Wednesday, May 20, 2009

Everything Bad Is Good for You

I went to a bachelor party last week and found myself tearing through all of Everything Bad Is Good for You during my travels - it seemed an appropriate way to start the weekend. Steven Johnson is becoming one of my favorite authors having loved both Emergence and The Invention of Air. But given the title, I had low expectations for this one - it seemed like a title designed to stir up controversy and sell some books. And in some ways it was. But, again his clear style and systemic perspective won me over, and I was sold.

The premise pretty straight-forward: common wisdom is that popular culture is dumbing down society as sex, violence, gossip, and other such trashy themes become more common in TV shows, movies, and video games. Johnson turns that idea on its head, by pointing out that most shows, movies, and games have gotten increasingly complex and smart - referencing the likes of Lost, The West Wing, The Usual Suspects, Memento, Adaptation, SimCity, and even Grand Theft Auto - and analyzing what he calls the Sleeper Curve (derived from Woody Allen's Sleeper where a future society discovers that junk food is actually healthy).

Technology drives this curve in large part - things like TiVo and DVD sales allow for more complex story lines and subtle jokes because people don't have to catch everything in real time. This has led a shift from "Least Objectionable Programming" where bland, easy to understand themes rule, to "Most Repeatable Programming" where complexity and subtley rule (if you're going to buy a DVD you want to know it won'g grow stale after one viewing - and you're going to pick Seinfeld over Three's Company).

I won't spoil the book too much, as it's a good, quick read - but for me the important, and hopeful take-away from this book is that our generation of gamers, Sopranos watchers, and Facebook users are training our minds to deal with complexity - and that is exactly what we need when we confront the sustainability challenge. For the masses of us who aren't supergeniouses, but can see what's going on around us, we are increasingly aware of and in tune with the implications of our actions in a complex system - burning oil here can cause droughts there that can cause famines, unrest, and war, and disrupt trade, displace refugees, and require us to send soldiers to far off lands - multiple story lines, delayed cause and effect, complexity - all things we need to understand to create a sustaianble society, and all things that are increasingly common in pop culture.

Not to say that playing video games is going to save the day - but an interesting perspective to challenge some commonly held assumptions. I'm still looking for the parallel that shows how bachelor parties are good for you... Stay going.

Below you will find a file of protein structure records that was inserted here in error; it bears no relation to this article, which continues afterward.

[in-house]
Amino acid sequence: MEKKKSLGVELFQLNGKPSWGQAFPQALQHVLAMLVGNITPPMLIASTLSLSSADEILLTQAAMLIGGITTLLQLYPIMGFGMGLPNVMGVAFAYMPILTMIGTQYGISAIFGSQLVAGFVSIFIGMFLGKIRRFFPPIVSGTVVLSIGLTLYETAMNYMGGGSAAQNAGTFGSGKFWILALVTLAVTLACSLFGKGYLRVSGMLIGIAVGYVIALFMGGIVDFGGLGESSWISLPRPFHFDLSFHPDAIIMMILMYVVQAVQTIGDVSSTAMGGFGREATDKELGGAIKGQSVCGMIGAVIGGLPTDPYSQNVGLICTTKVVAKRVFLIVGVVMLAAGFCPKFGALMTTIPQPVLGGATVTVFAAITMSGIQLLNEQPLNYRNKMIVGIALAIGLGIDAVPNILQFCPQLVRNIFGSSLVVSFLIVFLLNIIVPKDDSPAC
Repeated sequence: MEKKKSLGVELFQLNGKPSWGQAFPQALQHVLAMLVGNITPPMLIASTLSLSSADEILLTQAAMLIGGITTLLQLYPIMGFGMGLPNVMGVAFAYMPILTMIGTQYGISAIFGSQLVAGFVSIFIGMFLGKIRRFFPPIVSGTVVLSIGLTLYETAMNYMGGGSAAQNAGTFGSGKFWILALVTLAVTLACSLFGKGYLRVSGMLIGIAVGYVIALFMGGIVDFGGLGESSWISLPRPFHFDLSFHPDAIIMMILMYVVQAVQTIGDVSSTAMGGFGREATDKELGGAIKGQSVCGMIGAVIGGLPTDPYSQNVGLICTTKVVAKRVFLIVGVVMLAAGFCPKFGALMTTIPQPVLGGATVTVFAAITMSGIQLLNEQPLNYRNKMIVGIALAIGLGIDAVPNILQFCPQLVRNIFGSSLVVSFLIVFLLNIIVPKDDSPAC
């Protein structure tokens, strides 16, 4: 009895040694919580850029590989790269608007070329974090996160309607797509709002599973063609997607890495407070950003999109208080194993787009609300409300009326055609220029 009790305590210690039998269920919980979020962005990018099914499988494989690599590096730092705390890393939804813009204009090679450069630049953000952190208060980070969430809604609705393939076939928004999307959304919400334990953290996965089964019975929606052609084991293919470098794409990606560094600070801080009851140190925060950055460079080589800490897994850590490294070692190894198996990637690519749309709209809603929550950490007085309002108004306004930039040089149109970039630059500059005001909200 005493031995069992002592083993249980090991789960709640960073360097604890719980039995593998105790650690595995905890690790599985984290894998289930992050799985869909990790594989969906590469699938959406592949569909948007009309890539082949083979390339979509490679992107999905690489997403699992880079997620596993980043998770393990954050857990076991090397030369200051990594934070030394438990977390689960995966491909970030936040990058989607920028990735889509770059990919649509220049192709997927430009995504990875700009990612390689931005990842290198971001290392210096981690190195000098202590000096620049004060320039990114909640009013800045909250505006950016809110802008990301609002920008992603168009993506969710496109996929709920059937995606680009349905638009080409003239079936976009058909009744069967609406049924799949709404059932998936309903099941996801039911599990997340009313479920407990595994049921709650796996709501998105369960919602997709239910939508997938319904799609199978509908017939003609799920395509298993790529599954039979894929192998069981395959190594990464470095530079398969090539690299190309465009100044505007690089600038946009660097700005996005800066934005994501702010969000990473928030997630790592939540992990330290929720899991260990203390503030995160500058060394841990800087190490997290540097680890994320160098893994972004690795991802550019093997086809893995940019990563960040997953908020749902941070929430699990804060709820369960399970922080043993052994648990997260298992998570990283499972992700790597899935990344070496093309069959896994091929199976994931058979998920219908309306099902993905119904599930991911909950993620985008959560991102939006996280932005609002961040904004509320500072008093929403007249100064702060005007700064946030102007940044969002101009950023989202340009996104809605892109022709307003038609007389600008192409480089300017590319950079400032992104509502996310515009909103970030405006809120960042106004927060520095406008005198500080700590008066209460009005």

Monday, May 18, 2009

be rich

"Working for the earth is not a way to get rich, it is a way to be rich."

- Paul Hawken

Just a quick quote to start off your Monday - this one from a recent commencement address by Paul Hawken at the University of Portland - based largely on Blessed Unrest. Stay going...

Wednesday, May 06, 2009

less than 1 trillion tons...

A quick news piece on a new report that I just saw on Van Ness Feldman's policy update (a great, free email update from a law firm in DC that specializes in climate law):

Scientists Set Fossil Fuel Budget for Planet. According to new research published this week in Nature, the world can burn only a quarter to a third of known fossil fuel reserves, and must limit anthropogenic emissions between 2000 and 2050 to about 1 trillion tons of carbon dioxide equivalent, in order to have good odds (>75%) of limiting global average temperature rise to less than 2 degrees Celsius. Many climate scientists have concluded that temperature increases beyond 2 degrees will greatly increase the odds of catastrophic and potentially irreversible climate changes. According to one of the lead researchers, realistically, global emissions must peak around 2020 to meet this budget.

I think it's really helpful to get a sense of the concrete amounts of GHG we can emit to avoid the worst impacts of climate disruption, as opposed to continuing to talk in relative terms about % reductions from arbitrary baselines, which are based on forecasting what is perceived as feasible, vs. backcasting from what we know is necessary. I'm curious to check out the report in Nature to see if this limit of 1 trillion tons of CO2e is on par with what would give us a chance to stablize atmoshpheric concentrations (currently at 388.79 ppm) or actually lower them to what many believe to be a necessary level for safety of 350 ppm.... Stay going.